As a symbol of Chanel’s style and elegance, the jacket takes its place as one of the House’s icons. Endlessly desirable and reinvented with each season, its modernity and apparent simplicity make it an indispensable item in any woman’s wardrobe.
Conceived by Mademoiselle Chanel in the 1950s and inspired by Austrian jackets for men, this tailored jacket, when combined with a skirt reaching just below the knee line, became Chanel’s classic suit. In direct contrast to the tight, restricting styles of the 1950s, this suit offers complete freedom of movement.
This suit jacket in tweed – one of Mademoiselle Chanel’s favourite fabrics – is straight and structured, buttoned up edge-to-edge and conceived to fit like a second skin, without shoulder pads and stiffening which would only bring it rigidity.
To achieve suppleness while maintaining shape, the fabric is put together on the straight grain without any darts on the bust line. The same for the back with just a simple seam down the middle. A vertical panel on the sides joins the jacket’s front to the back. The sleeves are cut on the straight grain and are attached at the top of the shoulder. They are slightly angled at the elbow, so as to take on the line of the arm and move easily with it, providing perfect comfort.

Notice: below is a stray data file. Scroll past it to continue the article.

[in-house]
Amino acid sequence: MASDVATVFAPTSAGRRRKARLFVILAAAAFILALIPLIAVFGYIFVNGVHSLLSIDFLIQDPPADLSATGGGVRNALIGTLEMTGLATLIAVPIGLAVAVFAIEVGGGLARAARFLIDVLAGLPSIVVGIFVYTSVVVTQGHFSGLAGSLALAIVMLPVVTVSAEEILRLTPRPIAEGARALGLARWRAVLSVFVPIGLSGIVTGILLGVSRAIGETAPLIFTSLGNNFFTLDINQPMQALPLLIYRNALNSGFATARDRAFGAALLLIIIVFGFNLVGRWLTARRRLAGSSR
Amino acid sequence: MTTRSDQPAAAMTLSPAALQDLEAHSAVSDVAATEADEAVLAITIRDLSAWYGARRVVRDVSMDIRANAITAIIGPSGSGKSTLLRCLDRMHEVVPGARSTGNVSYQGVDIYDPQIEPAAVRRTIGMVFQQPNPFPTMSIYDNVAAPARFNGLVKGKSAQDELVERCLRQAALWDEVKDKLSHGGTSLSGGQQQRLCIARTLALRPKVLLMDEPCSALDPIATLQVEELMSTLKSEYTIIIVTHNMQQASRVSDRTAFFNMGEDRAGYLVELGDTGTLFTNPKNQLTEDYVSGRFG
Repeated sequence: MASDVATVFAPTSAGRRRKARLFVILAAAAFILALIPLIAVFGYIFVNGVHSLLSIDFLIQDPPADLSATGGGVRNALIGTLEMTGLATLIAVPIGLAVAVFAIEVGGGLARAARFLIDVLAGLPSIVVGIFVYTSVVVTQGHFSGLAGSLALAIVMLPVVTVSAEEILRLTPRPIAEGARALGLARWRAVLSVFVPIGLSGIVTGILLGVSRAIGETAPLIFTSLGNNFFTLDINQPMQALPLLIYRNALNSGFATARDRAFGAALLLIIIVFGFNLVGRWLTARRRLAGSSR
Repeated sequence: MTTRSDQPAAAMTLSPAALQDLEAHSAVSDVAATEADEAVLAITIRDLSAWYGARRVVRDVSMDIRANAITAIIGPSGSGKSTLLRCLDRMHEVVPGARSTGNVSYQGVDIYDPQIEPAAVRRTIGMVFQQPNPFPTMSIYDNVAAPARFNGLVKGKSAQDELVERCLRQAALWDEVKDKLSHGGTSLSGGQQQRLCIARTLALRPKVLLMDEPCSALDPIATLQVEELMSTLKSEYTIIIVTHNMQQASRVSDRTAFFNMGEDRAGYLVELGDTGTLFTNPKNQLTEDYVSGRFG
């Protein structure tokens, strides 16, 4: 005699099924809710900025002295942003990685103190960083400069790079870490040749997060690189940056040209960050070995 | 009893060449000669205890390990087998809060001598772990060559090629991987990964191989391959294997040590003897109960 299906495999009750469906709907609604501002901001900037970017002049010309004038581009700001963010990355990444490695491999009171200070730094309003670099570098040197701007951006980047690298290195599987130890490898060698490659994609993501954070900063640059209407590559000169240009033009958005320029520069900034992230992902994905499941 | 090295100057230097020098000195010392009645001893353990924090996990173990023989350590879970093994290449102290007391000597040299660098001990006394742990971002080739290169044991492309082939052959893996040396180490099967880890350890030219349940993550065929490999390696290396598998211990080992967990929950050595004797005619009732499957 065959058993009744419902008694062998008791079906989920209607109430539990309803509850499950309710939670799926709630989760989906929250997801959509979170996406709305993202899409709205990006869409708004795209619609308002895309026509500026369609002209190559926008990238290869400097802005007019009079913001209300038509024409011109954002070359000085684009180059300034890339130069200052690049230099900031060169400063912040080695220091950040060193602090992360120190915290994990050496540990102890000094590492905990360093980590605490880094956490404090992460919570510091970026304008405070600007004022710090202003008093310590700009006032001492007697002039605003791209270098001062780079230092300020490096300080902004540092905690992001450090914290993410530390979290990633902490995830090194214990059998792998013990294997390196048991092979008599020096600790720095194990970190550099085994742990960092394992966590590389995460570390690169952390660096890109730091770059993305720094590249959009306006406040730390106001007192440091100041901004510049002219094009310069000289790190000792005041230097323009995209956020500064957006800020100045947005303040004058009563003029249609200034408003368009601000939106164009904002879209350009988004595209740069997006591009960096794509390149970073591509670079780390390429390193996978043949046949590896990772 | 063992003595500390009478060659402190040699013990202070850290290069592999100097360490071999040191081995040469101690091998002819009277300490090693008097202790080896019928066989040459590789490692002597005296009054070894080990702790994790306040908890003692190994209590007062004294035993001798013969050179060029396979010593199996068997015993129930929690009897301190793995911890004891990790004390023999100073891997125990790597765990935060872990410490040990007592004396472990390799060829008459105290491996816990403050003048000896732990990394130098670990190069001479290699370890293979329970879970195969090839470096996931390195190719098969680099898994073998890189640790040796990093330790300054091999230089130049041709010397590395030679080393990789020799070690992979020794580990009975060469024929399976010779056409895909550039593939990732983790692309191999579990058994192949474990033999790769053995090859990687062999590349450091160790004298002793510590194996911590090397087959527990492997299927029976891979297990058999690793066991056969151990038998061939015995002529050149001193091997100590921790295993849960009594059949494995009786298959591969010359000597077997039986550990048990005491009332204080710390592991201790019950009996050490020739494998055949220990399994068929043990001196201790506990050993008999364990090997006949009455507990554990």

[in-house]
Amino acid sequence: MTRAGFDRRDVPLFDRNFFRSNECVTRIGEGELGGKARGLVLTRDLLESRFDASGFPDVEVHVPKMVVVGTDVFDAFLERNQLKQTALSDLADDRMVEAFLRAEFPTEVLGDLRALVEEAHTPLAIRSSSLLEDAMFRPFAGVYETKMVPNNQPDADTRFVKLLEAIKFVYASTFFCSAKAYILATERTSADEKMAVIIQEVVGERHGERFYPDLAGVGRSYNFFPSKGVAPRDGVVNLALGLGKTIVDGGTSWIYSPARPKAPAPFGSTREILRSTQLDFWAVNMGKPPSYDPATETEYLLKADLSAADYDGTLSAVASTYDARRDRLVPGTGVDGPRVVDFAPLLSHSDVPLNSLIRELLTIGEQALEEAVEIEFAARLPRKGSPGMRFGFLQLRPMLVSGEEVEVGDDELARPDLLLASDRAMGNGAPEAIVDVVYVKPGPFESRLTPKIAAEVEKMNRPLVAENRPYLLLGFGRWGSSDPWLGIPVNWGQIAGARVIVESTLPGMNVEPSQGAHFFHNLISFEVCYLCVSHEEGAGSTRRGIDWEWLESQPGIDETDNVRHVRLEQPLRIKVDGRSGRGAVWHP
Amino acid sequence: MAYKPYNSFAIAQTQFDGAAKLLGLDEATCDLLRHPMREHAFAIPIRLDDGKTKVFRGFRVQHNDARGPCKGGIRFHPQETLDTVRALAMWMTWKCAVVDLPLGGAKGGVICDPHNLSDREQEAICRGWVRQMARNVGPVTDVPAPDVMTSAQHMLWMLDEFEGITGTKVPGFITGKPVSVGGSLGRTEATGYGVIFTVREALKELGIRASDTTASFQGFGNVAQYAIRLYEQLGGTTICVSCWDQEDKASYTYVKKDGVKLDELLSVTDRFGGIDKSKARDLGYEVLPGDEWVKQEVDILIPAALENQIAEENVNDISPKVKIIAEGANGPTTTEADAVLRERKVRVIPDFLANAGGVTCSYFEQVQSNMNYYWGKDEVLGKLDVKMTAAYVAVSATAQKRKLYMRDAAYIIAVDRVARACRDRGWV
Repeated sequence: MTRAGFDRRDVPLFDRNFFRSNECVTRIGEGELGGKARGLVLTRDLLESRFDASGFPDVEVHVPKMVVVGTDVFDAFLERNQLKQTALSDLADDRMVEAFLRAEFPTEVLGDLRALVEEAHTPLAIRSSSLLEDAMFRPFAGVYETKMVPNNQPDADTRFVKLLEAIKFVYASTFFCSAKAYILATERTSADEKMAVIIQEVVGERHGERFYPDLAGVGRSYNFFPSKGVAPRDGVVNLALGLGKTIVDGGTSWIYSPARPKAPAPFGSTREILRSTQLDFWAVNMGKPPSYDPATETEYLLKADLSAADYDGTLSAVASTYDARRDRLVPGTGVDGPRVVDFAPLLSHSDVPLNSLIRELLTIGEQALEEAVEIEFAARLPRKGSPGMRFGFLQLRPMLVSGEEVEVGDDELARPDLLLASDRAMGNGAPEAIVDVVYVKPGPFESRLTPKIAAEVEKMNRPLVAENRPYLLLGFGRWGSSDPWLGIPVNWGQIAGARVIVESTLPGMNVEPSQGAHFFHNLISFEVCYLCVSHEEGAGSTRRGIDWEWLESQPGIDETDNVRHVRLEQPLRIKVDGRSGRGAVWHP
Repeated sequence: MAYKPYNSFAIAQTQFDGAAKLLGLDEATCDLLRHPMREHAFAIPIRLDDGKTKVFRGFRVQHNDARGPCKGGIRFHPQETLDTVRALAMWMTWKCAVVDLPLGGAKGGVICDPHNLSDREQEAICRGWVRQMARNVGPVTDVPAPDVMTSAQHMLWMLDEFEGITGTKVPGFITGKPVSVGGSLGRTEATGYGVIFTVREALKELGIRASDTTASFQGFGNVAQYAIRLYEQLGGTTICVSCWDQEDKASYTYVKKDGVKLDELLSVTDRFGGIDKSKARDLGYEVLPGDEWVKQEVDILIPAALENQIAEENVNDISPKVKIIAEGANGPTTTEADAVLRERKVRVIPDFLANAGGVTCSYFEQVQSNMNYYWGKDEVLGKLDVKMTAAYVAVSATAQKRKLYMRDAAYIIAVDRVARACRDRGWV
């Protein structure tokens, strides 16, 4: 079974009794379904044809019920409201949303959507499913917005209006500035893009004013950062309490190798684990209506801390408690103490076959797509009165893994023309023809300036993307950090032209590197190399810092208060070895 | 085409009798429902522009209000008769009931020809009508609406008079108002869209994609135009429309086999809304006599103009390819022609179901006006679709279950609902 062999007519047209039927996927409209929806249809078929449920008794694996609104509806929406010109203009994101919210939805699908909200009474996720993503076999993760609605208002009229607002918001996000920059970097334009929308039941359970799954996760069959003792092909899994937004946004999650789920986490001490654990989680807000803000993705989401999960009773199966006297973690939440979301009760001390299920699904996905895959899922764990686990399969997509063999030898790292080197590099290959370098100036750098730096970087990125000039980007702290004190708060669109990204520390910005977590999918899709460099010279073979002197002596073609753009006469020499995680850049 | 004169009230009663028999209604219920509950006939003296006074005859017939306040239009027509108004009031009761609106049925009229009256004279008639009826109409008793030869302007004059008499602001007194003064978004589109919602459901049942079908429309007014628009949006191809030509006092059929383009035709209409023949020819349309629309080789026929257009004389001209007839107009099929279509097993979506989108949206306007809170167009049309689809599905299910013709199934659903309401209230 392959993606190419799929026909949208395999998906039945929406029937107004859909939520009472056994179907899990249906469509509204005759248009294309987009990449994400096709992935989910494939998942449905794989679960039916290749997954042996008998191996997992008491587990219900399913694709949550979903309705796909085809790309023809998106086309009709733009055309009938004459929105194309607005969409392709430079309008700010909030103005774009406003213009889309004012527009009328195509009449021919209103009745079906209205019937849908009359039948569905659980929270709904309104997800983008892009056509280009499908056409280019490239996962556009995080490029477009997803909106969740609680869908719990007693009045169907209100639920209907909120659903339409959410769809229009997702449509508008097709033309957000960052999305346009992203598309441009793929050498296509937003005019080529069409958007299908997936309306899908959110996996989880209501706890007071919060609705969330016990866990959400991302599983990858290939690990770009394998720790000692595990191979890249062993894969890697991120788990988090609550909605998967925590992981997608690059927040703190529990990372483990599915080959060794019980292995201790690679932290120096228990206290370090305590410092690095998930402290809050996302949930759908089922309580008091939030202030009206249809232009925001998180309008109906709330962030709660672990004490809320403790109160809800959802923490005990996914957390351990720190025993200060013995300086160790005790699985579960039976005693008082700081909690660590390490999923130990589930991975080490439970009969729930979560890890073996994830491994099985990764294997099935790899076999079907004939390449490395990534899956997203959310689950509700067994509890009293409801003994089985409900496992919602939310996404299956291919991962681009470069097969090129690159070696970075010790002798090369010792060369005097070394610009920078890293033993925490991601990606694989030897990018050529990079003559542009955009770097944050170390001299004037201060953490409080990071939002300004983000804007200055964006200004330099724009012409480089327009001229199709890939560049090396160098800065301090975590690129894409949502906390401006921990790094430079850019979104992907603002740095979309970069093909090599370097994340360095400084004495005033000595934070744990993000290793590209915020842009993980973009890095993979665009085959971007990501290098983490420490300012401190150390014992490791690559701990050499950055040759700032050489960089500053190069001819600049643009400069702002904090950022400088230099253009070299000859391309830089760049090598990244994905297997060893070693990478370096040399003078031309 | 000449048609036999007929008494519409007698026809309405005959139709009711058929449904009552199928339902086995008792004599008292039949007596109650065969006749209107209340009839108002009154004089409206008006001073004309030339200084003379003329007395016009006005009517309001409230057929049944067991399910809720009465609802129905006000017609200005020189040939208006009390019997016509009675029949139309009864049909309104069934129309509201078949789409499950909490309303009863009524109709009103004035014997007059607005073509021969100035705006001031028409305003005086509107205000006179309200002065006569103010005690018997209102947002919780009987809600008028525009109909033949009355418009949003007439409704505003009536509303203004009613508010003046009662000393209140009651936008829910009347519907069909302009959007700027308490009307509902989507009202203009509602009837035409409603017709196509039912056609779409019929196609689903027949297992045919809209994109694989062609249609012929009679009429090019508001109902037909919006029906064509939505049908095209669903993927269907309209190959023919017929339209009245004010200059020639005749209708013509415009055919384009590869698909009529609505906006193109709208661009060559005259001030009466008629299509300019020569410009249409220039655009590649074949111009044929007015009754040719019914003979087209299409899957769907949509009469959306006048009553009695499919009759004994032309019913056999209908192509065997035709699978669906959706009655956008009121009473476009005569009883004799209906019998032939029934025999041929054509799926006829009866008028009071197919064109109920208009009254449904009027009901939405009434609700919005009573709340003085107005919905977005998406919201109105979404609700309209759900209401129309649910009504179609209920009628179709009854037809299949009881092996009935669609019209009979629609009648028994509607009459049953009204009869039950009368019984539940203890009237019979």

Mademoiselle Chanel was greatly attached to this freedom of movement and took her customers’ measurements with their arms crossed on the shoulders.
Braiding outlines the jacket’s shape, the edge of the pockets and sleeves, strengthening its graphic quality.
The pockets are positioned, so that the woman may slide her hands inside them, something seen as a relatively masculine gesture in Mademoiselle Chanel’s day.
Jewelled buttons stamped with lion heads (Mademoiselle Chanel’s star sign was leo), ears of wheat and double ‘C’ emblems button the jacket up. To this model, Mademoiselle Chanel would add Baroque-style costume jewellery, a 2.55 bag, two-toned shoes, and maybe a camellia from among the accessories that marked her style.
Today, this jacket has become one of Chanel’s icons, and with each season it receives a new lease on life in the hands of Karl Lagerfeld, but even if its proportions and materials change, the principles of its construction remain identical.